As reported by Marie Smith at the Parliamentary Network for Critical Issues, national and international groups that promote abortion, the European Union, donor governments and the broader international community want all humanitarian aid for Ukraine to include reproductive health kits that include “mifepristone and misoprostol for medical abortion.”
How will women and men, already suffering from the emotional shock of war and displacement from their homes, be served by the use of such abortion-inducing drugs?
Will these abortion pills increase the health and emotional stability of those facing an unplanned pregnancy?
Here in the U.S., in March 2016 the FDA approved the use of the abortion pills mifepristone and misoprostol for women up to 10 weeks pregnant. Now more than half of all abortions in the United States are chemical abortions and this number will likely continue to rise.
Women and couples may see the pills as an easier solution than a medical procedure at the abortion center, one that merely initiates an early miscarriage. However the actual experience of the abortion pill can be a shocking and traumatic event.
A woman shares:
“I was six weeks pregnant and after an extended period of severe cramping the child was delivered in our bathroom. My partner had to fish the tiny child out of the toilet.”
The father buried their child in their back yard. He frequently visited the “grave site” as he struggled to process the grief and trauma of that event. They found significant emotional and spiritual healing of that experience by attending a Rachel’s Vineyard weekend, but they remain wounded by that abortion individually, and as a couple.
Licensed Professional Counselor Cullen Herout writes about the psychological and physical trauma associated with chemical abortion in the home: “If the locus of a negative abortion experience is a surgical center, it is less difficult to avoid triggers that might elicit negative thoughts or emotions.”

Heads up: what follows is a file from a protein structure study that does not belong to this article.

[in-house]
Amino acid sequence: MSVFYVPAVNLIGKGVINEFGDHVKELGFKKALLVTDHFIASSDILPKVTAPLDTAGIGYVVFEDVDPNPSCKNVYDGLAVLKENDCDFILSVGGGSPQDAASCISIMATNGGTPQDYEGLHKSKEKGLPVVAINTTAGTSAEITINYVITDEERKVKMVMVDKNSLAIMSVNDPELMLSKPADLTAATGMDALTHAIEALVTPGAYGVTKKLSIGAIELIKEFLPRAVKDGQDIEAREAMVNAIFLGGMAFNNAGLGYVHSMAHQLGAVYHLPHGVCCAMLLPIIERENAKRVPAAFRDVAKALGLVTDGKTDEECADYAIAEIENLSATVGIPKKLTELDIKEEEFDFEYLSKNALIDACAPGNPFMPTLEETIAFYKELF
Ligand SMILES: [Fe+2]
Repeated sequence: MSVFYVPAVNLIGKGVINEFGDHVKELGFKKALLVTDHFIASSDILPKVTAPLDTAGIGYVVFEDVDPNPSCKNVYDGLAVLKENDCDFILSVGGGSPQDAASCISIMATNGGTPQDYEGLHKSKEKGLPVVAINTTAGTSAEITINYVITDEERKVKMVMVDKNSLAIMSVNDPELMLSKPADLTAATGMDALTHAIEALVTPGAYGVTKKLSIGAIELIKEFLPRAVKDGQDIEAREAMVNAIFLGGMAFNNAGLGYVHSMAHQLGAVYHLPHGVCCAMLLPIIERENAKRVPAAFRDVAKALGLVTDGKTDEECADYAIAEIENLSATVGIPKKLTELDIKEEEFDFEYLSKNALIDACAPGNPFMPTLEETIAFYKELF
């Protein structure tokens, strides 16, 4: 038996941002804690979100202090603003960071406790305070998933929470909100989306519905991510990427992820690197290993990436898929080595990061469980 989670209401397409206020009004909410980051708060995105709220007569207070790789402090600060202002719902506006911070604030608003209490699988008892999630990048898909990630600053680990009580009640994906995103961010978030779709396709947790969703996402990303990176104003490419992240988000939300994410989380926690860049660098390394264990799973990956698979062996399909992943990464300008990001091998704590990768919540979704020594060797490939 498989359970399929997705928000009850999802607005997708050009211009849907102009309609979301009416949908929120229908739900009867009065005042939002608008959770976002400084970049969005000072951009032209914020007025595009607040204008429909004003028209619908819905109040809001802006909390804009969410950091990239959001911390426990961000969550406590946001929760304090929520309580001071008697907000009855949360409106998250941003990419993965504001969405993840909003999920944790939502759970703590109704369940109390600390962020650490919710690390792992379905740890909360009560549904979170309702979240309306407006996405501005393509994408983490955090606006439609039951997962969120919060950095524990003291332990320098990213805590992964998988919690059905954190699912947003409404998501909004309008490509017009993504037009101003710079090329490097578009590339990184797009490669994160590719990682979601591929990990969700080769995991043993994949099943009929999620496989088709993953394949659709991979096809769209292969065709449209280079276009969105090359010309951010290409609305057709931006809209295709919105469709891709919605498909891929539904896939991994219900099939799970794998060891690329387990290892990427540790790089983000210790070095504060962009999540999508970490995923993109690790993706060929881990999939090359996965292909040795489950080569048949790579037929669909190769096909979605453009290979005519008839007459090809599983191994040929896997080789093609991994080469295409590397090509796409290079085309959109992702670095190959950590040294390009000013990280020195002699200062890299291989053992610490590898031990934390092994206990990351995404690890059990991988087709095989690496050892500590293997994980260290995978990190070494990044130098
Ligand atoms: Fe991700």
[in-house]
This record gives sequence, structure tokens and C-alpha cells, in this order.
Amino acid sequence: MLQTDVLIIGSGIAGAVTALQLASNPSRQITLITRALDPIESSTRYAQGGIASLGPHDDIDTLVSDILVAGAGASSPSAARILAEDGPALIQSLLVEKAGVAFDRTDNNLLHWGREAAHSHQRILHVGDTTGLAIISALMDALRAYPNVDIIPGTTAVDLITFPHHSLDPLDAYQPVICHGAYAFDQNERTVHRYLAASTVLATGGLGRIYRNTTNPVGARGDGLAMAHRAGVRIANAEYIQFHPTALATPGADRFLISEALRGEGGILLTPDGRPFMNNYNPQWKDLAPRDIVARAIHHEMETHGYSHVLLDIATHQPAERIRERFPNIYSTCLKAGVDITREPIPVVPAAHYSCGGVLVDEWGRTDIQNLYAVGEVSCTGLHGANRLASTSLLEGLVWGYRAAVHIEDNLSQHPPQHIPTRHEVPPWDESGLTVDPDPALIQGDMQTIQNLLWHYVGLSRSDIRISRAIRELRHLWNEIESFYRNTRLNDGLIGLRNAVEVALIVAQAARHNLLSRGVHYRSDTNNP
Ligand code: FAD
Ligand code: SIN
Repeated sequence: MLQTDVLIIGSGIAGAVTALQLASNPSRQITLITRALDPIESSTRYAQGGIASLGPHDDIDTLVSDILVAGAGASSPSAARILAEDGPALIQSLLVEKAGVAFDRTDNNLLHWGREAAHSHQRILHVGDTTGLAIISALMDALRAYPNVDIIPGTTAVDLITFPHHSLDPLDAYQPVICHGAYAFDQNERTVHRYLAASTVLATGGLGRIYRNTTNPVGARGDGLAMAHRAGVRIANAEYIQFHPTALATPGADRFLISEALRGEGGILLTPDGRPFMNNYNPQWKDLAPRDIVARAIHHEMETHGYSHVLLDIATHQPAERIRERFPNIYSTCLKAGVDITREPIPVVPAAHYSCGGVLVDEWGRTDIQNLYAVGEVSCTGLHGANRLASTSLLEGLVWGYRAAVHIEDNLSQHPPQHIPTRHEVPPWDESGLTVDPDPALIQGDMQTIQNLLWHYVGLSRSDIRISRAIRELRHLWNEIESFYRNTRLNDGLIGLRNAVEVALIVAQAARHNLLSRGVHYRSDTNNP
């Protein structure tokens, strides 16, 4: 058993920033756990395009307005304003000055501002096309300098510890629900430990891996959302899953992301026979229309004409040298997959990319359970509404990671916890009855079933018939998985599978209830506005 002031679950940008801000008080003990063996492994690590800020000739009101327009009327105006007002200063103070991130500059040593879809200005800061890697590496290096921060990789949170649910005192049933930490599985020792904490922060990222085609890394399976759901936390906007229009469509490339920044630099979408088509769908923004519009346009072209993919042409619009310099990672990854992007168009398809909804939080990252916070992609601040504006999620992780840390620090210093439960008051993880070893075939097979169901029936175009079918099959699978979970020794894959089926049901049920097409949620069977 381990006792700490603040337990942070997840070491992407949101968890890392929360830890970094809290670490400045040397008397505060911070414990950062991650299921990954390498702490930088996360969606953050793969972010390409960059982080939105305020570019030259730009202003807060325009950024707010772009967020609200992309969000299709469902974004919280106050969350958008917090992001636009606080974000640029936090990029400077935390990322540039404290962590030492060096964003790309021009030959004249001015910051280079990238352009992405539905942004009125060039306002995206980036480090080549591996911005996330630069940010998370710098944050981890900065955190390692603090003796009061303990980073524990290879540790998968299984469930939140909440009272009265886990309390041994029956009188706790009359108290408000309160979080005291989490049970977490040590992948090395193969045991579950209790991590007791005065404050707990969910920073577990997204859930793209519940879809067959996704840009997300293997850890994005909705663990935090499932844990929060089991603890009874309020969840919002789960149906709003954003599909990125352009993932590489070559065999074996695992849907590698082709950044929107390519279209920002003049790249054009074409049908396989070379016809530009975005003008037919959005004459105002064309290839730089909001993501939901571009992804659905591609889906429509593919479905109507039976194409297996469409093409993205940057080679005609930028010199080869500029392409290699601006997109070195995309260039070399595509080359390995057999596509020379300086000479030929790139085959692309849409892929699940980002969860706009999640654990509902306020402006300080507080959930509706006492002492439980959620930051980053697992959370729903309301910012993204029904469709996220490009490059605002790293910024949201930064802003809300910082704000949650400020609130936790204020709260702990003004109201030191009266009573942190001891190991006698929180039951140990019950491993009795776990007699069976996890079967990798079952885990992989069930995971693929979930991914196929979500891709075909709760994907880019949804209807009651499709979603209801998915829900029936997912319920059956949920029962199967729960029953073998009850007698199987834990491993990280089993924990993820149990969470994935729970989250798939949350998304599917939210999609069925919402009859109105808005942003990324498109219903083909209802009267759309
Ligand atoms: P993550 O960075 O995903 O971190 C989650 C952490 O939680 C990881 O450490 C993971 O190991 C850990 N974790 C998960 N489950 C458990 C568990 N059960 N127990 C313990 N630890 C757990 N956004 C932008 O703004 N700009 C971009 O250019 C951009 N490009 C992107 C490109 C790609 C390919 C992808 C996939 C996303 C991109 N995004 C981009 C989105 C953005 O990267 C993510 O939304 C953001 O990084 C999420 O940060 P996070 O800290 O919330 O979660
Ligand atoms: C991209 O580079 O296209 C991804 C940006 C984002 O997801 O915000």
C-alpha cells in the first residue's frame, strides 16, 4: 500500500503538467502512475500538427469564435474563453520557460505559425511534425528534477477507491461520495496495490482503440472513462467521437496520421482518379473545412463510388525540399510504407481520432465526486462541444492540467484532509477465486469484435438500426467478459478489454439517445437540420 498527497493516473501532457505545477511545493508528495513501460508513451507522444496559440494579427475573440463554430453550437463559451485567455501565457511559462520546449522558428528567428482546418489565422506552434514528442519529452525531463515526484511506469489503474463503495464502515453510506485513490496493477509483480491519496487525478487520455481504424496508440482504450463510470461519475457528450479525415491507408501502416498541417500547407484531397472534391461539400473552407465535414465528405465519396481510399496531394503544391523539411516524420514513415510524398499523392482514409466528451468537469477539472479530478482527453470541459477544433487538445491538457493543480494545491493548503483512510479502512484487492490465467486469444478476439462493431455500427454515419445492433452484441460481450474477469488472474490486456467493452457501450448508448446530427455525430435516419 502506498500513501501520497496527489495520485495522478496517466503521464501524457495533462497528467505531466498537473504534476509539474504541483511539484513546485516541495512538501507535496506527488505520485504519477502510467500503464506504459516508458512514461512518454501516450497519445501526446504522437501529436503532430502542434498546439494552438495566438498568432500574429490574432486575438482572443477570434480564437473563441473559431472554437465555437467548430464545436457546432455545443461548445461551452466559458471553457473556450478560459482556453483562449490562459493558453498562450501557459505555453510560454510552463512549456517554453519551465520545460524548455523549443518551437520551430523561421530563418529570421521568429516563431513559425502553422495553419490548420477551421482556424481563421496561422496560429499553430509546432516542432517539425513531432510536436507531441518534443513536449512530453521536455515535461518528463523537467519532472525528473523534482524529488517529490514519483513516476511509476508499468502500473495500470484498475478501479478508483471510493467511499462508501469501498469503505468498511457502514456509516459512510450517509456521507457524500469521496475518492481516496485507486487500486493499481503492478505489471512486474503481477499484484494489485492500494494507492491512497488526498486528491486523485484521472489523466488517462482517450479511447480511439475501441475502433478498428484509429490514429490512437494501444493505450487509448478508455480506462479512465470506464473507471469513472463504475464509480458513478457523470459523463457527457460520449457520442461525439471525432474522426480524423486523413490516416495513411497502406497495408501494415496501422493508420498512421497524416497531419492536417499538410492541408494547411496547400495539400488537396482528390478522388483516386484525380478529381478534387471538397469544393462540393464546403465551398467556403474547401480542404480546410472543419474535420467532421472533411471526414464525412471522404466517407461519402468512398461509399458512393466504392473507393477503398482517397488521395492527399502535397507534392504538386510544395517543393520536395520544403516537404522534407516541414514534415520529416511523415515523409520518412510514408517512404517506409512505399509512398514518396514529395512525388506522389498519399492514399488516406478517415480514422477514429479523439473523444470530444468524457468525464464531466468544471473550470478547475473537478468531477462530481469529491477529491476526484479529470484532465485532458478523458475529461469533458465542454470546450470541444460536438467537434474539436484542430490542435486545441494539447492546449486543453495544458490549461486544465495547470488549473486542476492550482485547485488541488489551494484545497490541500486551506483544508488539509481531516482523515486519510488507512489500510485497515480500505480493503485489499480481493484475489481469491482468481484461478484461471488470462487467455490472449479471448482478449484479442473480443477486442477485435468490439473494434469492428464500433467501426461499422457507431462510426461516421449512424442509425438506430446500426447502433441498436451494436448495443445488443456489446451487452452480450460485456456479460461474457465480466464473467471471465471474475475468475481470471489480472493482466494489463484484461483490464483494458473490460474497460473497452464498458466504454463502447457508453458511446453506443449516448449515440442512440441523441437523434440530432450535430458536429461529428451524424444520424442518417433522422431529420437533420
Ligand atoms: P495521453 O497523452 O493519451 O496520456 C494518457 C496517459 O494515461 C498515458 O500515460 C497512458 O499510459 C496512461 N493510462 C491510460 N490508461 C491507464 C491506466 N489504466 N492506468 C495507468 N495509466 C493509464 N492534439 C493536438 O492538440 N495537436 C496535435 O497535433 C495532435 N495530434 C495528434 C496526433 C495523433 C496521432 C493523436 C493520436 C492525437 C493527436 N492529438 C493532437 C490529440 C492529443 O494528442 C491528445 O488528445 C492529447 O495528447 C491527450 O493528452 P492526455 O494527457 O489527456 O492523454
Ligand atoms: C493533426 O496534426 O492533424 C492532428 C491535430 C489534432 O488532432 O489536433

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When the couple performs the function of abortionist, and their bedroom, bathroom and shower serves as the abortion center and procedure room, it is impossible to avoid such triggers, he says.
Herout adds, “Women and their partners need to understand the psychological risks of at-home abortions and the likely individual and relational impact of labor and delivery of early pregnancies in the home.”
There are medical risks associated with chemical abortion. One study found a complication rate of 20 percent for abortion drugs compared to 5.6 percent for surgical abortions. Hemorrhage and incomplete abortion, often requiring emergency medical treatment, were among the most common complications.
Is this the type of essential humanitarian aid needed by women and families already facing shocking displacement and emotional trauma?
Or will it only exacerbate the pain, fear, and trauma women are already experiencing?
The answer is clear. To respond to the human suffering caused by the violence and disruption of war, taking more innocent lives isn’t the answer, and attacks the hope and future of Ukraine; the next generation.
Life-affirming humanitarian assistance, together with support from pro-life groups and faith communities, can assist pregnant women and their babies, displaced by war, with food, shelter, and clothing.
LifeNews Note: Theresa Burke, Ph.D., is the founder of Rachel’s Vineyard and a pastoral associate of Priests for Life. She is the co-author of Forbidden Grief and Rivers of Blood, Oceans of Mercy. Kevin Burke, LSW, is a pastoral associate of Priests for Life and co-founder of Rachel’s Vineyard. An expert on men and abortion loss, he is the author of Tears of the Fisherman and co-author of Rivers of Blood/Oceans of Mercy.